If an innovation takes place and we’re not going to get an innovation, if people are not going to work hard and try to be creative, with the accessibility with providing solutions to those accessibility challenges. Finally, what resources would you recommend for web developers who want to make the web more accessible? My program manager, Laura, has produced a few articles that you can read. We have a Udacity course that some of my co-workers have created that you can read on.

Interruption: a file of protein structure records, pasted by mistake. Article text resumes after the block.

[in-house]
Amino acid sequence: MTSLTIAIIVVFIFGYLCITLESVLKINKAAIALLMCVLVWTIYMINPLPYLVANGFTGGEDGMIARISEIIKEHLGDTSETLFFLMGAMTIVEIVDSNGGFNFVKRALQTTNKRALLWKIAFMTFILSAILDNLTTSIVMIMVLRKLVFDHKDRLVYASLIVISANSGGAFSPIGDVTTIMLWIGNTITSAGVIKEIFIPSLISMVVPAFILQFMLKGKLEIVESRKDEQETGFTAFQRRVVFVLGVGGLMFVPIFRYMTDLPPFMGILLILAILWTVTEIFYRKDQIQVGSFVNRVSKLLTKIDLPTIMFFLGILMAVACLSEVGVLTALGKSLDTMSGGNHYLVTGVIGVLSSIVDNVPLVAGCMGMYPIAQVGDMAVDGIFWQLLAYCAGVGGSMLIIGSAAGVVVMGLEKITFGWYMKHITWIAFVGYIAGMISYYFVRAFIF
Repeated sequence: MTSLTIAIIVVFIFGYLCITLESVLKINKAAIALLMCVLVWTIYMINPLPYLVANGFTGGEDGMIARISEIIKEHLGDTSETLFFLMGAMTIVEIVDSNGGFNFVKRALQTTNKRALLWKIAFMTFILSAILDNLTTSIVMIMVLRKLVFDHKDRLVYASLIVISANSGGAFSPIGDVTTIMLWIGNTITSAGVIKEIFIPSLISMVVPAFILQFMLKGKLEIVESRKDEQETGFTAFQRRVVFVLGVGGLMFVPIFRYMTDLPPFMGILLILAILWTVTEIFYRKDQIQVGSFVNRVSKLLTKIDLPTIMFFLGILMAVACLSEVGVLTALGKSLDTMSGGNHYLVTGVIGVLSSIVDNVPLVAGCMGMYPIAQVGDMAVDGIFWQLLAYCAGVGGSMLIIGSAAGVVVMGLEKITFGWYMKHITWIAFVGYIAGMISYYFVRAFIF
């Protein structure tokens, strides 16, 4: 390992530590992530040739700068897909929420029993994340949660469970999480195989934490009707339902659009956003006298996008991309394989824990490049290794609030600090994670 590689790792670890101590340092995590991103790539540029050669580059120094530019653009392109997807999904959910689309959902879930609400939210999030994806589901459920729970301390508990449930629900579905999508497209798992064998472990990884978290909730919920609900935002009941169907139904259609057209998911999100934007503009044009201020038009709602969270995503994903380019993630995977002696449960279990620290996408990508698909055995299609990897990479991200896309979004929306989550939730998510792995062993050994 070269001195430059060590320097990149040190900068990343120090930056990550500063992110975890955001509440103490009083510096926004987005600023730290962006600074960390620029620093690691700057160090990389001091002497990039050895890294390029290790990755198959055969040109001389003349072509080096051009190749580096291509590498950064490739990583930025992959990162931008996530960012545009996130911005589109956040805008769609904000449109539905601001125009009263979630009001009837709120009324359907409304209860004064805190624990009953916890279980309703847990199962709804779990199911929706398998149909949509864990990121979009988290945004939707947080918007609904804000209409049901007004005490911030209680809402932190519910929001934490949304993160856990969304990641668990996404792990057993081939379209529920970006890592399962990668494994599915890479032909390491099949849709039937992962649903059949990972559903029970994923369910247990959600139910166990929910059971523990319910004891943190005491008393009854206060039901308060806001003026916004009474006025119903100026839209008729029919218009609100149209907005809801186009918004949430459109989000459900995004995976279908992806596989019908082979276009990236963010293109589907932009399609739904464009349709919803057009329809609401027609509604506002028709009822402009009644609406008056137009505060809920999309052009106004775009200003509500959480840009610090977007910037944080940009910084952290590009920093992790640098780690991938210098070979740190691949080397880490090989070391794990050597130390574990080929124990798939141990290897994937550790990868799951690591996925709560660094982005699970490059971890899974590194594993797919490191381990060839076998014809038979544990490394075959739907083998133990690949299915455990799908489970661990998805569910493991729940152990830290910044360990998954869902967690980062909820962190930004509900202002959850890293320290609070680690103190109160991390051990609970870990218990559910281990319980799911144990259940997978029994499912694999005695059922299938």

It explains to you how you could add accessibility to your website, also, the web content, accessibility, guidelines from the w3c and the Aria standard, accessible, rich Internet application, standard, the authoring guide for the area standard and the examples and are provided so nektarios. Thank you again for being here my pleasure. You can find links to everything we talked about in the description and also share your perspective on the state of accessibility.

In the comments below thanks for reading and we’ll see you next time.